Ortiz: “It’s a double-edged sword, our tag division, because there’s so many good tag teams that are just starting or ones that have all the experience in the world, but there’s only so much time to showcase them. I would love to wrestle every tag team on the roster. I think that’s the upside and the downside of not having house shows. If we had house shows, we would get in matches with these guys on random house shows. But the upside is our bodies get to rest more, and we’re not as beat up. I just wish we could wrestle more. I’m a big kid in a man’s body, and I just want to wrestle more. I want the experience. If they’re a newer tag team, we get to lead. If they’re a more experienced tag team, we get to follow or match them. It just keeps up sharp so we can keep doing what we’re doing.”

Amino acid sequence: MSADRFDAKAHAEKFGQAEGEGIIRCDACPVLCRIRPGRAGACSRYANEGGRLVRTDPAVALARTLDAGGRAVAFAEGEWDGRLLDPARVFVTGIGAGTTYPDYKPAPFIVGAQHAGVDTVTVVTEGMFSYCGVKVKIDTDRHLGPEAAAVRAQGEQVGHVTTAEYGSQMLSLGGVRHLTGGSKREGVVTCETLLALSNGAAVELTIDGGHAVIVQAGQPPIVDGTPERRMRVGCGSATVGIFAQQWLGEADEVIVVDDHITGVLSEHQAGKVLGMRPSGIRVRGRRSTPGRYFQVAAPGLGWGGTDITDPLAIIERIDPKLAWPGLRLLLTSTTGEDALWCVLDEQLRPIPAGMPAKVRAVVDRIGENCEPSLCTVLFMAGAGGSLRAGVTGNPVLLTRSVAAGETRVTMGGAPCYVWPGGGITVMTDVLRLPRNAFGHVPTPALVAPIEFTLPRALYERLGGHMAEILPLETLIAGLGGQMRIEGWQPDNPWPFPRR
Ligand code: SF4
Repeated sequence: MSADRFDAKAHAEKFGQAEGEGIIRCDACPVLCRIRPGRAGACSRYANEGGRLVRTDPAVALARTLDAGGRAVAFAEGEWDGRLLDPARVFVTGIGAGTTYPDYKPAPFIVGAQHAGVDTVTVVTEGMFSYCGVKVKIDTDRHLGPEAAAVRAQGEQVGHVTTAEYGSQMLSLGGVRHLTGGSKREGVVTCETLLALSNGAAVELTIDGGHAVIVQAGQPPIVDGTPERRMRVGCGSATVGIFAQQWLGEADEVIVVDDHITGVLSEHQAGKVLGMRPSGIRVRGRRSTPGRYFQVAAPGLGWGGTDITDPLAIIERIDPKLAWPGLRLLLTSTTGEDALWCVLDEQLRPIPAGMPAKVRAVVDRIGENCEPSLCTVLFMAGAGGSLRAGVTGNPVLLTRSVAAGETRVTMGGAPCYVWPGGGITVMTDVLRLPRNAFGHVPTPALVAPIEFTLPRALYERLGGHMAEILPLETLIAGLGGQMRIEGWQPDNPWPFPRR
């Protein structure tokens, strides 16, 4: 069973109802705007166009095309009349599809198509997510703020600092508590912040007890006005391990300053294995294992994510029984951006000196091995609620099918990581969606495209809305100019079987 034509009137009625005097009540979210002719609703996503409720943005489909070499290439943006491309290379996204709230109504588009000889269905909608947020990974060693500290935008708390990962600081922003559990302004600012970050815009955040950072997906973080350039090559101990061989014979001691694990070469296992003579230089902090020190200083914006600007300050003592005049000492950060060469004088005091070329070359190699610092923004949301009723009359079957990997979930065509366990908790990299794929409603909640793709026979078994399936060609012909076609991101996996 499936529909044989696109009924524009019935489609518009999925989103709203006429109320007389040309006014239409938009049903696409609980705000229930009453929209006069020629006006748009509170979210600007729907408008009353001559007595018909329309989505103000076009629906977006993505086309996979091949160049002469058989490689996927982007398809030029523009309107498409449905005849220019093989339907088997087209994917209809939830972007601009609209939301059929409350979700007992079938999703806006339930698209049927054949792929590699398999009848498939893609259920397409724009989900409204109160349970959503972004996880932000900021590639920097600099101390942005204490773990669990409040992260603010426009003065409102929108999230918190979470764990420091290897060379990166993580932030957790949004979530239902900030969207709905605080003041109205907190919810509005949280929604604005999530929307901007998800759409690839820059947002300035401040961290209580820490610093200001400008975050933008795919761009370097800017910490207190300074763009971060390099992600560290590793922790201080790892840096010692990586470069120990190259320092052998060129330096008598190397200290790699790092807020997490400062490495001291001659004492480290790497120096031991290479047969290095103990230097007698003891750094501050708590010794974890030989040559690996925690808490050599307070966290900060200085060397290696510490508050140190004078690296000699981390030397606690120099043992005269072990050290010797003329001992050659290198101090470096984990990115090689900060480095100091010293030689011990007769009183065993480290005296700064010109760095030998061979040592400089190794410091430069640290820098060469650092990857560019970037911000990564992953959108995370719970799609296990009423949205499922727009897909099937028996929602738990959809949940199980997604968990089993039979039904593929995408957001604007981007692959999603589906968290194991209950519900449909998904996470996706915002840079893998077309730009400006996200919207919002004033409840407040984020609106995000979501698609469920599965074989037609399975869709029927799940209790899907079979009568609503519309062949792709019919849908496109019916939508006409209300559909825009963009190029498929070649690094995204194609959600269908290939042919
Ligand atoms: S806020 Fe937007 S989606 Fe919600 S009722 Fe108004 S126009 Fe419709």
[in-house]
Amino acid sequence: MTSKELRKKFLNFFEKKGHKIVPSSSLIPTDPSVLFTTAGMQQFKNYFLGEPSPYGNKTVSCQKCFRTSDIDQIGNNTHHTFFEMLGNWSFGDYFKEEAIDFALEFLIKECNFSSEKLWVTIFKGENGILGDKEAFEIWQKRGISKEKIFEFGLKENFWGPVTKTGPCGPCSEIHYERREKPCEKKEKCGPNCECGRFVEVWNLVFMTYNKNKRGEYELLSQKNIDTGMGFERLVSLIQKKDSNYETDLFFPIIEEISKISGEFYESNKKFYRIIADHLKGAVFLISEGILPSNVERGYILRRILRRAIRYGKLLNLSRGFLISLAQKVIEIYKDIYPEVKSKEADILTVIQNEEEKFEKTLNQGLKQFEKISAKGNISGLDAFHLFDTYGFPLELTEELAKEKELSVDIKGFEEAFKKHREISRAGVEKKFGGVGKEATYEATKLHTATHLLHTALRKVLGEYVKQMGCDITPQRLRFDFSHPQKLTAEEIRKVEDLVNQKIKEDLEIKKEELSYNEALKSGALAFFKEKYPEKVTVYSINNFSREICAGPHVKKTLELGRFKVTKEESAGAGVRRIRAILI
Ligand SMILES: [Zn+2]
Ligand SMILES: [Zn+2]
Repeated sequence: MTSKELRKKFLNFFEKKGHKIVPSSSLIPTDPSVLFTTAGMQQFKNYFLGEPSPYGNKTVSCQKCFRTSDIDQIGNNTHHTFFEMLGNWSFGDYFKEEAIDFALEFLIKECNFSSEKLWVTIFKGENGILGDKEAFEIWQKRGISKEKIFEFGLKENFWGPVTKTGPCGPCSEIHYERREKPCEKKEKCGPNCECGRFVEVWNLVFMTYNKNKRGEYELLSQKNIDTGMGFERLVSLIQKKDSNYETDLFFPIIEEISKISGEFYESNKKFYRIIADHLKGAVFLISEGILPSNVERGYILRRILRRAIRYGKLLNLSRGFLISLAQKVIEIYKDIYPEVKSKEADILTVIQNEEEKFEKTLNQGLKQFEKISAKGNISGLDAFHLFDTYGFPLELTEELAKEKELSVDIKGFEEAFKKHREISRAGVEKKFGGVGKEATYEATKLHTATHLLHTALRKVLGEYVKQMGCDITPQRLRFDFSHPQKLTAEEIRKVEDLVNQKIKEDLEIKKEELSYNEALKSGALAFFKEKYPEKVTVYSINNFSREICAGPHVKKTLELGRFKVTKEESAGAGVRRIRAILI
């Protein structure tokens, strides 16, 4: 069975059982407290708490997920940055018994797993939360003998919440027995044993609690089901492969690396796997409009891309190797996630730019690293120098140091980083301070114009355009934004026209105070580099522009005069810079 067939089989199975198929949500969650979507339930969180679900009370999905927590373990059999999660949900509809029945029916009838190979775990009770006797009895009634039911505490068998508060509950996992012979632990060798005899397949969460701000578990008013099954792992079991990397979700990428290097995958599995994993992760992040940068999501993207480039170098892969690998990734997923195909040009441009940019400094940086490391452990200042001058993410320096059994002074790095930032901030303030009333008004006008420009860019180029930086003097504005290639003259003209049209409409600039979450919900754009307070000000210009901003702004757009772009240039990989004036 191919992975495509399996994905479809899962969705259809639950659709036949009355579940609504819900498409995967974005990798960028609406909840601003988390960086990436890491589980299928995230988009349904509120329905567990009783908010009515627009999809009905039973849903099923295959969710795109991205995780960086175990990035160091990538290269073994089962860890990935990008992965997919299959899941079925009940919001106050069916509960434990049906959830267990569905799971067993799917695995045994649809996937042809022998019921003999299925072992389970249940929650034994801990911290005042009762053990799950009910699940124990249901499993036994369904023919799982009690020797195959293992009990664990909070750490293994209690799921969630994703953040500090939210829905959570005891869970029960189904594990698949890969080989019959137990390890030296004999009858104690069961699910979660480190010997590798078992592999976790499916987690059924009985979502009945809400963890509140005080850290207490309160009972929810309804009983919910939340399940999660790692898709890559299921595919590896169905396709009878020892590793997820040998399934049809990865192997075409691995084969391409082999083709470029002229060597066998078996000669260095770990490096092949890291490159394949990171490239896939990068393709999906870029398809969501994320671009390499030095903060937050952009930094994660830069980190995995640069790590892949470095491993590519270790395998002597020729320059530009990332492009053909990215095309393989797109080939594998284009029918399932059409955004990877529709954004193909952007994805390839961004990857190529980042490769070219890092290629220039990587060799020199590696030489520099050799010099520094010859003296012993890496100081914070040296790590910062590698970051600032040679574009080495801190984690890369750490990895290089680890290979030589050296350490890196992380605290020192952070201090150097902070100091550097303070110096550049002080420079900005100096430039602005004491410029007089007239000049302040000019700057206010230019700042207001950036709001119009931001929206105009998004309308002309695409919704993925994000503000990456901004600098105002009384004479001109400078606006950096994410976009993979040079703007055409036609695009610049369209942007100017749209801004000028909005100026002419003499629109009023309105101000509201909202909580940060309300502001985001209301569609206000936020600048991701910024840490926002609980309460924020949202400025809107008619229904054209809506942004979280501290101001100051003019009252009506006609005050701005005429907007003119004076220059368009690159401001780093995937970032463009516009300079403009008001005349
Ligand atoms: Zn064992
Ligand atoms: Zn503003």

Their goals for 2022: 

Ortiz: “Just to wrestle more. I want to progress and constantly challenge myself. I want to put myself in situations I’m not comfortable with and try to succeed. Just to wrestle more and make some noise.” 

Santana: “Same. Just growth in every aspect, personally, professionally. Just continue to keep challenging ourselves and keep growing.” 

B.J. Lisko
Follow B.J.